Opening Call: The Australian share market is to open higher.
U.S. stocks ended mixed as jobs growth data remained strong. The yield on the 10-year Treasury note advanced to 3.08% versus 3.01% on Thursday. The WSJ Dollar Index fell 0.09% to 98.76. Oil prices finished higher but logged a weekly loss as recession fears swirled. And gold futures ended slightly higher, but lower for the week.
Australia’s S&P/ASX 200 index closed 0.45% higher, completing its biggest weekly gain since mid-March. Commodity, tech and industrial stocks led local gains, with shares of coal, oil, gold, lithium and iron-ore companies all rising. Lithium miners Lynas, Mineral Resources, Pilbara Minerals and Liontown put on between 4.5% and 7.4%. Gold miner St Barbara jumped 9.6% after hitting its fiscal-year output guidance. The ASX 200 added 2.1% for the week.
The S&P 500 inched lower, avoiding a fifth consecutive session of gains after the latest monthly jobs report beat expectations. The S&P 500 was down 0.1% while the Dow Jones Industrial Average slipped 0.2%. The tech-focused Nasdaq Composite Index inched up around 0.1%. The Labor Department’s June jobs report showed that rising interest rates and high inflation are so far not affecting hiring, which remains strong.
The U.S. economy added 372,000 jobs in June, well above the 250,000 expected by economists surveyed by The Wall Street Journal. “On one hand, it’s great to see durable demand for jobs, but pressure on the (Federal Reserve) to hike rates will depress the bulls,” said Mike Bailey, director of research at FBB Capital Partners.
Gold prices settled higher, after briefly slipping back in the wake of better-than-expected U.S. jobs data, but posted a fourth-consecutive weekly loss as overall strength in the U.S. dollar pressured commodity prices. August gold August tacked on nearly 0.2% to $1,742.30 per ounce. Prices for the most-active contract, which settled Wednesday at their lowest since late September 2021, marked a weekly loss of 3.3%, according to Dow Jones Market Data.
Oil futures finished higher, but logged a weekly loss as fears of recession outweighed tight global supplies of crude. West Texas Intermediate crude for August delivery climbed 2% to settle at $104.79 a barrel on the New York Mercantile Exchange, with the front-month contract posting a 3.4% weekly fall.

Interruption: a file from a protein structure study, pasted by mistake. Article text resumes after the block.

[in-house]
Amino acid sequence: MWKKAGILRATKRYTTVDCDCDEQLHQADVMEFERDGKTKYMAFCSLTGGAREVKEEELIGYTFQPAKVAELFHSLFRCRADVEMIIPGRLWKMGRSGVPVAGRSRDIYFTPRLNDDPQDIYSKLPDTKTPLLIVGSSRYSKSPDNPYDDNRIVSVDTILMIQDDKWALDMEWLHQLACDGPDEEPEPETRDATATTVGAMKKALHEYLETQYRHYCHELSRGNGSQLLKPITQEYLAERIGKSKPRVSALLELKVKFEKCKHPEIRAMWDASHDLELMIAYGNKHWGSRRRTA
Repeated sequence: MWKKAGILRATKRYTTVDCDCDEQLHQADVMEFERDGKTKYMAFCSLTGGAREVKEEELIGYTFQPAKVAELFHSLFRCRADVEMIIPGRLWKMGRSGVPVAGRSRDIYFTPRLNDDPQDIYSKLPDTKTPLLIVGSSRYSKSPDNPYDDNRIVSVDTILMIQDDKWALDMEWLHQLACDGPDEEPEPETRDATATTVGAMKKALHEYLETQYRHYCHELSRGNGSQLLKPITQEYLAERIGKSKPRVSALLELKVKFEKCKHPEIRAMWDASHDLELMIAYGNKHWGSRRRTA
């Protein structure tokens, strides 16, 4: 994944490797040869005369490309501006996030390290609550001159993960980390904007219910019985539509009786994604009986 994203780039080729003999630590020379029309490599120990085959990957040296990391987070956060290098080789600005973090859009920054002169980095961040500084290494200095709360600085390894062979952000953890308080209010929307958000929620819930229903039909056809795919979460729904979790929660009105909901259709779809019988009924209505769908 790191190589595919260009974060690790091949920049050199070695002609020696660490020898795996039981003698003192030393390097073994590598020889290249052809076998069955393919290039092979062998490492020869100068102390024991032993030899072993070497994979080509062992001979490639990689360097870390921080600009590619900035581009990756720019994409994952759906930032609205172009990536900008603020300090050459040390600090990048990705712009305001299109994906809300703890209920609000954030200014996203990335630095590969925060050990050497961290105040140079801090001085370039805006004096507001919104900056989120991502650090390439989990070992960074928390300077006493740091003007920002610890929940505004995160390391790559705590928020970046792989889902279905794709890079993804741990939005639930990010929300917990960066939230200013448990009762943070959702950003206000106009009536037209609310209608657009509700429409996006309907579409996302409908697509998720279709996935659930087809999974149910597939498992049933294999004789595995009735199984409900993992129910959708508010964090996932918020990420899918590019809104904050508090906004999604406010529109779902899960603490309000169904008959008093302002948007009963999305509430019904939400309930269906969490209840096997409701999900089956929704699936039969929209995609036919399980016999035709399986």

September Brent crude, the global benchmark, rose 2.3% to $107.02 a barrel on ICE Futures Europe, but suffered a 4.1% weekly decline. Oil prices extended their gains for the day in the wake of a stronger-than-expected reading on U.S. job creation in June, which helped to ease worries about a possible recession that would hurt energy demand.
Major currencies were mixed against the US dollar in European and US trade. The Euro rose from lows near US$1.0076 to highs near US$1.0188 and was near US$1.0185 at the US close. And the
Aussie dollar lifted from lows near US67.93 cents to highs near US68.73 cents and was near US68.55 cents at the US close. But the Japanese yen eased from near 135.50 yen per US dollar to near
JPY136.55 and was near JPY136.10 at the US close. The yen rose 0.5% immediately after former Japanese prime minister Shinzo Abe was assassinated in Nara, but ceded most of those gains.
European sharemarkets were firmer on Friday. The pan-European STOXX 600 index rose by 0.5%, with auto shares up 3.3% to lead gains. The index ended the week up 2.5%. The German Dax index gained 1.3% on Friday. Porsche shares jumped 6.1%. The UK FTSE index edged 0.1% higher. In London trade, shares of Rio Tinto shed 0.5% and BHP shares dipped 1.9%.
Earlier, in Asia, Japan’s Nikkei Stock Average ended 0.1% higher after paring some earlier gains following news that former Prime Minister Shinzo Abe was shot during a speech. Energy and financial stocks led the gains. Oil explorer Inpex advanced 2.7% and Resona Holdings climbed 2.3%. Chinese stocks ended ended lower as the auto sector retreated slightly from its recent gains amid Beijing’s continued policy support for the industry.
The benchmark Shanghai Composite Index edged down 0.2% and the Shenzhen Composite Index was 0.3% lower. The tech-heavy ChiNext Price Index was the top loser with a 1.1% drop. Passenger car makers, car dealers and auto service providers led the downturn, after the sector jumped on Thursday on the back of officials’ plan for more consumption stimulus in the industry.